Thursday, September 9, 2010

Postcard Friendship Friday - And Sew it Began

Birthplace of Elias Howe, Spencer MA

Postmark March 9 1908, Athol MA

Birthplace Of Elias Howe, Spencer MA

Postmark November 27, 1908

Elias Howe 1819-1867

Today in History marks the invention of Elias Howe's lock stitch sewing machine. Elias, who came from an old and very inventive New England family, received his patent on September 10, 1846. His was not the first sewing machine, but it gave the users locked stitches and allowed the material to enter the stitching area vertically rather than horizontally.

The Elias Howe Sewing Machine 9/10/1846

Elias Howe entered Spencer, MA at birth in 1819

The first postcard of Howe's birthplace was mailed from Athol, MA in 1908. The postcard above shows a bird's eye view of Athol and was also dated 1908!

The card was mailed to Woodsville, NH. The postcard above shows a bird's eye view of Woodsville dated 1908 as well!

Manufactured Shirtwaists - 1906

The sewing machine gave rise to economically priced, mass produced clothing. The postcard writers and receivers most likely wore mass produced shirtwaists similar to those shown in this picture dated 1906. The working class wore shirtwaists because they were affordable, while the upper class and suffragettes wore them because because they were stylish and comfortable and were a sign of of freedom from confining dresses and suits.

Sweatshop circa 1906

Sweatshops were not unique to the invention of the sewing machine. They had already existed in some form for hundreds of years. Like all sweatshops the conditions were deplorable: long hours, poor pay, unsafe, dirty and dusty conditions, and grueling, repetitious work. Many girls started working on their 14th birthday - this, after laws were enacted to keep children as young as 5 and 6 in school and out of the workplace. The tragic Triangle Shirtwaist Factory fire signaled the end of this slave type labor. Unions formed and oversaw working conditions, pay increases and safety issues.

Is There a Pattern Here?

Simplicity Pattern 5343 - 1963

Tissue paper patterns started showing up on the market during the depression so women who could afford to buy cloth could sew stylish clothing at home. Large families and those who actually enjoyed sewing continued to do so until well into the 70's. Most homes had a sewing room or at least a sewing corner. Sewing was taught in schools. Women's lib brought an end to the popularity and the necessity of home sewing - but, thankfully, not for those artistic souls who still create aprons for their granddaughters and quilts like their great grandmothers made. There are those who just enjoy the feel of fabric, love the sound of the interlocking thread needle and appreciate the satisfaction of basting and hemming colorful homemade beauty.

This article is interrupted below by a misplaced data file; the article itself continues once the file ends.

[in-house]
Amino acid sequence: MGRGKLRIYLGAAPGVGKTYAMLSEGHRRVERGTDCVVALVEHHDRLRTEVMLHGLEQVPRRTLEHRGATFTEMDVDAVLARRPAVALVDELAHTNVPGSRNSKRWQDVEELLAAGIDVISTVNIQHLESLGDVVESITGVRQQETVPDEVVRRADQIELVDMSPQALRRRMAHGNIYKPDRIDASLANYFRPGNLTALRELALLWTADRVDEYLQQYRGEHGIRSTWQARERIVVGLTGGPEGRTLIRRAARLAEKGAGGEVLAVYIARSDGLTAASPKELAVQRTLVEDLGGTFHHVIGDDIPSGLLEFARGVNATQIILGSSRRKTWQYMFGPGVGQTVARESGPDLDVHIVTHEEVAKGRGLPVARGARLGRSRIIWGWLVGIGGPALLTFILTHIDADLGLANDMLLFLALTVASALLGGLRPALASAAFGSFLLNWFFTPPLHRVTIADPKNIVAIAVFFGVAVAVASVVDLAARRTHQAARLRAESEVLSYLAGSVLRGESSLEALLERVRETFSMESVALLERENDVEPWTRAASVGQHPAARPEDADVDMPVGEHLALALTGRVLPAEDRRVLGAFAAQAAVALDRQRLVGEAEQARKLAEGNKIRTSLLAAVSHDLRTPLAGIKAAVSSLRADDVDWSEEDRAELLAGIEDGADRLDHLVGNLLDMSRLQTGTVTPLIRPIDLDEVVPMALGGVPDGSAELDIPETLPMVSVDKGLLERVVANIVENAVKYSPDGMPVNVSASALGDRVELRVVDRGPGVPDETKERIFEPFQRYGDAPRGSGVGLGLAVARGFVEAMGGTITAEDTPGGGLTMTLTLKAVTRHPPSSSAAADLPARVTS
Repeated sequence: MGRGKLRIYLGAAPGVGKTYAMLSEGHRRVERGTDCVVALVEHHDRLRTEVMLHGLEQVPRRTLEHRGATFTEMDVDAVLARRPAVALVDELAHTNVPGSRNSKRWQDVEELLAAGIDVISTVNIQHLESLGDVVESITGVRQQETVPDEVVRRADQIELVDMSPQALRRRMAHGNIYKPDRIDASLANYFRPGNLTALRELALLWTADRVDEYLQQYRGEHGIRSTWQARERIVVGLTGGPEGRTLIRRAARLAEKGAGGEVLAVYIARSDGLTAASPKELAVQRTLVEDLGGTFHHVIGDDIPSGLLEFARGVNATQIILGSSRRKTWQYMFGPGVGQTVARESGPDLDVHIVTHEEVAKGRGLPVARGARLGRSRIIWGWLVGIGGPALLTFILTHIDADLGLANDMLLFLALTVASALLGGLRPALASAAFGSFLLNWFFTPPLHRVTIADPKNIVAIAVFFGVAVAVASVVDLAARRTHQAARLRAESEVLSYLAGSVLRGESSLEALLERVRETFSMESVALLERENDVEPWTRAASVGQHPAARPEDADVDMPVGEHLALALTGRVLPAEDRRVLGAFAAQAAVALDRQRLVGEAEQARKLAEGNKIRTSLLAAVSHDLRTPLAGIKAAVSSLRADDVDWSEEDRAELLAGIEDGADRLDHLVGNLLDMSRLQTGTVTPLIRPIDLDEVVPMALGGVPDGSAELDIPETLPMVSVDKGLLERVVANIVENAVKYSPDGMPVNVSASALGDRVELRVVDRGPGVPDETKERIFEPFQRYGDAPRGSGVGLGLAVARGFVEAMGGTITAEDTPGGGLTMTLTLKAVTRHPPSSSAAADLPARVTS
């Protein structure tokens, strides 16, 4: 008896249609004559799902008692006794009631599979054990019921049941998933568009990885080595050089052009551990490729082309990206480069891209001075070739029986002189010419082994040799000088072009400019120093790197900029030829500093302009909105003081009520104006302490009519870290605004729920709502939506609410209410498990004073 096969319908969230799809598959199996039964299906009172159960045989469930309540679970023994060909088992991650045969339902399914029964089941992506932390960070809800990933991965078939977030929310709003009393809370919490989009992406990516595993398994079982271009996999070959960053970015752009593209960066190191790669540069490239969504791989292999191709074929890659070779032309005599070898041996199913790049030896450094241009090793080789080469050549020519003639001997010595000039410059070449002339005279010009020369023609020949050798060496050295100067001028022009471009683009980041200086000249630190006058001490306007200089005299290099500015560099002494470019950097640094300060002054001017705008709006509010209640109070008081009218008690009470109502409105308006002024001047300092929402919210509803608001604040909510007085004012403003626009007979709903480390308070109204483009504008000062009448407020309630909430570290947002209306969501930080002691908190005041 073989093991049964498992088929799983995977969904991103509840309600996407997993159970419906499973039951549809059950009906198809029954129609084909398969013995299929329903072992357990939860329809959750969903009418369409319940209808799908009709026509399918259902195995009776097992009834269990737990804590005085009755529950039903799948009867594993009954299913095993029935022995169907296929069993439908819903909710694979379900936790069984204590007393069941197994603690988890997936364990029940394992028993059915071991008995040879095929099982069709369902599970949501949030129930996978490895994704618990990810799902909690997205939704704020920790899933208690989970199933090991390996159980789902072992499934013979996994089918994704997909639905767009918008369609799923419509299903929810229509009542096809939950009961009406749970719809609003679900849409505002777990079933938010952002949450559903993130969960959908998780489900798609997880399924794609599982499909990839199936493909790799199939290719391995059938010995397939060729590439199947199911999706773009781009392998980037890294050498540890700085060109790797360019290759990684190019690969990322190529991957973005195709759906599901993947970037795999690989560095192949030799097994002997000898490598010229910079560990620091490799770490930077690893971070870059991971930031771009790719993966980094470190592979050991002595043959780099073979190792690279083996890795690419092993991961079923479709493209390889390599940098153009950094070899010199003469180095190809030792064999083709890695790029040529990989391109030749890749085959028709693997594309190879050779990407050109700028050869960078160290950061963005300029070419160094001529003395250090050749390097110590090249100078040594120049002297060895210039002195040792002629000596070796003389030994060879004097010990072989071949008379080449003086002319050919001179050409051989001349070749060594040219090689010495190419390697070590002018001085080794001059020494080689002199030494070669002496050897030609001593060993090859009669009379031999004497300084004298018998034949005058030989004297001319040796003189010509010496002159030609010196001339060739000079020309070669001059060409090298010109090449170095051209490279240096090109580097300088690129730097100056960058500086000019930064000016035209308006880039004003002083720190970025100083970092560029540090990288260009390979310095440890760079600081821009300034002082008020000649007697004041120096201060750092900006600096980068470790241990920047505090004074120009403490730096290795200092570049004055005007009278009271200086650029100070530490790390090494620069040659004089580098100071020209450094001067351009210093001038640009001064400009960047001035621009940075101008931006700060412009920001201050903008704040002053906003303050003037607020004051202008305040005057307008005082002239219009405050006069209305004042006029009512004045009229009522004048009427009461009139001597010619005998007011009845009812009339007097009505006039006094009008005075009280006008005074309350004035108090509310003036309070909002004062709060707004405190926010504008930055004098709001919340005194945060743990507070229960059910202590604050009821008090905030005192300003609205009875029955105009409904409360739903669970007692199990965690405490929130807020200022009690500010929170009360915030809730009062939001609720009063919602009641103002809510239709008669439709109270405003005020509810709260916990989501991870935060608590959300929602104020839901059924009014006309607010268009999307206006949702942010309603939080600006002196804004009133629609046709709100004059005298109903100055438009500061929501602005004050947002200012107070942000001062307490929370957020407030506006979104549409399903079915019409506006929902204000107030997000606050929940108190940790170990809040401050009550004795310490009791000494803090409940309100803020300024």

Most of my growing up clothes were homemade: matching mother and daughter skirts, First Communion dress and my Senior Prom and Graduation gowns.

I sewed some of my own clothing for my first job - mostly using patterns of 2 pieces or less, no zippers, no pockets and if I could have gotten away with no hem I would have done that too. Facing and darts were my nemesis. I made two skirts with the zipper on the wrong side. Whatever. I made a dress in HomeEc and outgrew it before it was even finished.

And sew it began and sew it continues.

Visit Beth at The Best Hearts are Crunchy for more Postcard Friendship Friday fun!


Snap said...

Fun and interesting post. I need to get my sewing machine out of hiding!!!!!!!! Happy PFF

Bob of Holland said...

What an inventive family. A very imaginative and interesting post with beautiful vintage postcards. Happy PFF.

Sheila said...

I love your chain of postcards! Sadly, sewing lessons used to my dread of the week. I wanted to sew left-handed and that caused all sorts of havoc.

Postcardy said...

Sew interesting.

I wasn't good at sewing perfectly straight, but it didn't really matter except in home ec class.

Life Goes On said...

Great posting thanks for sharing. I use to enjoy sewing as a teenager.

Beth Niquette said...

What a wonderful post! Such beautiful pictures, too--thank you for sharing!

Happy PFF!

Lyneen said...

Great post... love the history on the lock stitch... I learned to sew in school... oh so many years ago. Thanks for Sharing... Happy PFF